The central challenge of the kitchen towel conundrum
Which leads us to the problem of boring brands. Take kitchen towel. I regularly buy it, use it, and generally find it quite useful. Yet I never want my viewing of, say, the latest tense crime drama to be interrupted by a non-skippable ad about kitchen towel.

But the makers of kitchen towel are desperate to get their brands in front of me, as there’s little to distinguish one product from another in many consumers’ eyes. And they have plenty of money to pay ad-funded services to make that happen. One market-watcher predicts that household goods will attract $200 trillion in revenues in 2018, which makes the $2 trillion Ovum forecasts for all media and entertainment services look rather meager in comparison.

This discrepancy highlights another aspect of video advertising’s boring-brand problem. In addition to differences in budget, brands with products and services that people are interested in and even passionate about – movies, clothing, sports goods, consumer technology, etc. – need less and less to force people to watch video ads about their offerings.

This shift will go well beyond these brands using skippable ads on YouTube and Hulu, instead of non-skippable ones. The most forward-thinking companies will direct their efforts more towards creating their own media and fostering communities via social networks, in order to turn customers into fans and even ambassadors for their brands. The implication for digital video platforms is that their sites will be filled less with ads about existing brands that people want to see, and more with those about boring brands that they don’t want to see.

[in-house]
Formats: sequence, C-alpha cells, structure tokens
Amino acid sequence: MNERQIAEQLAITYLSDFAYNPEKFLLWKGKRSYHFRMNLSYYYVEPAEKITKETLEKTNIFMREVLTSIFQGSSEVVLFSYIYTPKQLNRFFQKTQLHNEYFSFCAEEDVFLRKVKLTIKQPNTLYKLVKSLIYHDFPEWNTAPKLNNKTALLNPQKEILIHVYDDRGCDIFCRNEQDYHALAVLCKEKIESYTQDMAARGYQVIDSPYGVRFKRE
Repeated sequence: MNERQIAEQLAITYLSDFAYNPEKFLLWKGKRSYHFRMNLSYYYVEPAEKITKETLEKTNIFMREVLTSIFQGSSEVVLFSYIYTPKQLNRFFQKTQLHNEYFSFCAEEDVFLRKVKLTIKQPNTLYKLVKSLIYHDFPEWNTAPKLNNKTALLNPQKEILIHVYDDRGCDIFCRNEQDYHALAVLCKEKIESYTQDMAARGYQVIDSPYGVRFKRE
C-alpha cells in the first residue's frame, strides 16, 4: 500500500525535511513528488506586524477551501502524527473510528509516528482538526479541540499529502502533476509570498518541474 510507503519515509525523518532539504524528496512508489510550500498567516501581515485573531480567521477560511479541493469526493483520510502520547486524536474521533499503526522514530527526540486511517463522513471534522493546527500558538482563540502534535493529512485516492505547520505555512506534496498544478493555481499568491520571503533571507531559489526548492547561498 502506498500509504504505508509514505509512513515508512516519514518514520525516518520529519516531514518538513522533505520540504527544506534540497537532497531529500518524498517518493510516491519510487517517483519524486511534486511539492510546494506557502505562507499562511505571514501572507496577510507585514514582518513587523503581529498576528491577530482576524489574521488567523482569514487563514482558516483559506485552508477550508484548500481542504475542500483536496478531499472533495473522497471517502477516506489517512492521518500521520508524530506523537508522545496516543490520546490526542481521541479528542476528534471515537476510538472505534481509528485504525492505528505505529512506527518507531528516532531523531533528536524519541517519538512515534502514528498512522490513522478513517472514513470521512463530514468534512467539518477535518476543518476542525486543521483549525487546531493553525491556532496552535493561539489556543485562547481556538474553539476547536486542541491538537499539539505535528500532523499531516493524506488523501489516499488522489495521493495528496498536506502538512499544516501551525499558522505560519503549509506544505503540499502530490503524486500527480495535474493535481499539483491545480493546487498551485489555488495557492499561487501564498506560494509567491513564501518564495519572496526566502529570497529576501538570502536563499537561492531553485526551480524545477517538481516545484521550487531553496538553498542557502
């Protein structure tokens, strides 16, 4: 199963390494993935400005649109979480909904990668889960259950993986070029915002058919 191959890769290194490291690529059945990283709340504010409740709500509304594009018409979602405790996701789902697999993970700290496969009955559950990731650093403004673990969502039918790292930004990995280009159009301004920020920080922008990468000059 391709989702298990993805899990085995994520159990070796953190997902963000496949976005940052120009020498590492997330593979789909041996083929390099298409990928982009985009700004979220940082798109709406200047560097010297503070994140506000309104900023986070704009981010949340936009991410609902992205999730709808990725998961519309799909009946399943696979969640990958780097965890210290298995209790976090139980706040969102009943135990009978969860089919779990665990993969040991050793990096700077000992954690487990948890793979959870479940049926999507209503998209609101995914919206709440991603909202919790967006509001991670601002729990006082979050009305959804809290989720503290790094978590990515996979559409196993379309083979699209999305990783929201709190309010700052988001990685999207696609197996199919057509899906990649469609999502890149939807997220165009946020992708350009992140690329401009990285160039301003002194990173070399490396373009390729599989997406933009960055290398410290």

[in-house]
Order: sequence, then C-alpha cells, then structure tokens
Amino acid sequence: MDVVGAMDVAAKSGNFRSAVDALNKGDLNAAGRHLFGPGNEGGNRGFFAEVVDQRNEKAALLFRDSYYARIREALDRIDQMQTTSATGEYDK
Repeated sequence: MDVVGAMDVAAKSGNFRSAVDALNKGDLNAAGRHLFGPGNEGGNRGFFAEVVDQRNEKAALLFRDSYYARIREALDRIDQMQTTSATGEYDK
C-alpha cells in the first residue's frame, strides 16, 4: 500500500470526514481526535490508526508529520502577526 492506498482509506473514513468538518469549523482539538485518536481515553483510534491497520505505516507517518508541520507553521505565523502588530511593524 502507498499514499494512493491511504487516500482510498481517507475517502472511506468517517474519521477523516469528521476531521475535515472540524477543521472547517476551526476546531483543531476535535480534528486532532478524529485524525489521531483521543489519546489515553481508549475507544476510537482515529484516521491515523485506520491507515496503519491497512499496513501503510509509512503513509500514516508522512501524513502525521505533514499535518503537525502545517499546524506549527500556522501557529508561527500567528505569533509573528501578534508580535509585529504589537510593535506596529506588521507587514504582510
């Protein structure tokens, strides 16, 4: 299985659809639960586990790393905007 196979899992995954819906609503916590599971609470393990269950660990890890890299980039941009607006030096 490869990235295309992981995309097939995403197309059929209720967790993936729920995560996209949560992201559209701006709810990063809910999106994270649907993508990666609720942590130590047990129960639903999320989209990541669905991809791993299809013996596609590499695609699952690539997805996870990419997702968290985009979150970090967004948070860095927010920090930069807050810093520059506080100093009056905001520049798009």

The limits of making good ads for boring brands
It is, of course, possible to make engaging advertising about boring products. Some of the most viewed videos on YouTube are ads from fairly pedestrian brands presented as stand-alone pieces of content. A number of broadcasters and digital video platforms are also innovating with branded content that more subtly entwines boring brands into programming people actively want to watch.

But these examples tend to be the exceptions rather than the rule. And it seems inevitable that the inescapable boring-ness of so many lucrative products and services will mean many brands will pay to force people to watch ads they don’t want to see, no matter how innovative the industry gets. I doubt, for example, that we will ever see so-called “fan-bois” obsessing over the latest kitchen towel re-issues and colorways in the same way they do about sneakers.

Today, audiences are free, able to use various technologies and services to choose from and enjoy an abundance of media ad-free. To attract and retain tomorrow’s viewers, ad-funded video services would do well to set limits on what they’re willing to do for boring brands, no matter how much money they are willing to pay.

Rob Gallagher is director of research and analysis for media and entertainment at Ovum